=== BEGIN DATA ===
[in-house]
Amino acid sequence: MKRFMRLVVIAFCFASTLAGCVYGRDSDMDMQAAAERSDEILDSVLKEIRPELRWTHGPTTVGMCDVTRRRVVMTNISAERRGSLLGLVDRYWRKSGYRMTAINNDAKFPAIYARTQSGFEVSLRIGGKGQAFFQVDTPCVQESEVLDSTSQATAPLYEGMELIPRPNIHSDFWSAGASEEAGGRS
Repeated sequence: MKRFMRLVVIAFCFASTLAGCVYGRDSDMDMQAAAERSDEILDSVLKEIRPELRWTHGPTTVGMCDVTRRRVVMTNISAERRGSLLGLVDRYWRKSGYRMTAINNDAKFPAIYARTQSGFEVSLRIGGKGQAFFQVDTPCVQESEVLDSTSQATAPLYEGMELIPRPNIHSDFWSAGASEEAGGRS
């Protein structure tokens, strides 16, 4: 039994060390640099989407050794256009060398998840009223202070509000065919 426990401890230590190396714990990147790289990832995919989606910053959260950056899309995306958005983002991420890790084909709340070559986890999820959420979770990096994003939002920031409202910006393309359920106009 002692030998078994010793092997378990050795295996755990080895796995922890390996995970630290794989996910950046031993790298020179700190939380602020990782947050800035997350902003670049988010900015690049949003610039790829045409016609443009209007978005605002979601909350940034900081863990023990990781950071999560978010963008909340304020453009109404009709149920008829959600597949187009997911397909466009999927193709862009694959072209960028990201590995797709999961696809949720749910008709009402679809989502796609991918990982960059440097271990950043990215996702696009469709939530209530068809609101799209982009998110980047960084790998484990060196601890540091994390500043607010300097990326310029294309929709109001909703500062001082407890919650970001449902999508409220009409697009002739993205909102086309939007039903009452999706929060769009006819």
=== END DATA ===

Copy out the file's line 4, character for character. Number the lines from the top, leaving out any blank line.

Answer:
């Protein structure tokens, strides 16, 4: 039994060390640099989407050794256009060398998840009223202070509000065919 426990401890230590190396714990990147790289990832995919989606910053959260950056899309995306958005983002991420890790084909709340070559986890999820959420979770990096994003939002920031409202910006393309359920106009 002692030998078994010793092997378990050795295996755990080895796995922890390996995970630290794989996910950046031993790298020179700190939380602020990782947050800035997350902003670049988010900015690049949003610039790829045409016609443009209007978005605002979601909350940034900081863990023990990781950071999560978010963008909340304020453009109404009709149920008829959600597949187009997911397909466009999927193709862009694959072209960028990201590995797709999961696809949720749910008709009402679809989502796609991918990982960059440097271990950043990215996702696009469709939530209530068809609101799209982009998110980047960084790998484990060196601890540091994390500043607010300097990326310029294309929709109001909703500062001082407890919650970001449902999508409220009409697009002739993205909102086309939007039903009452999706929060769009006819």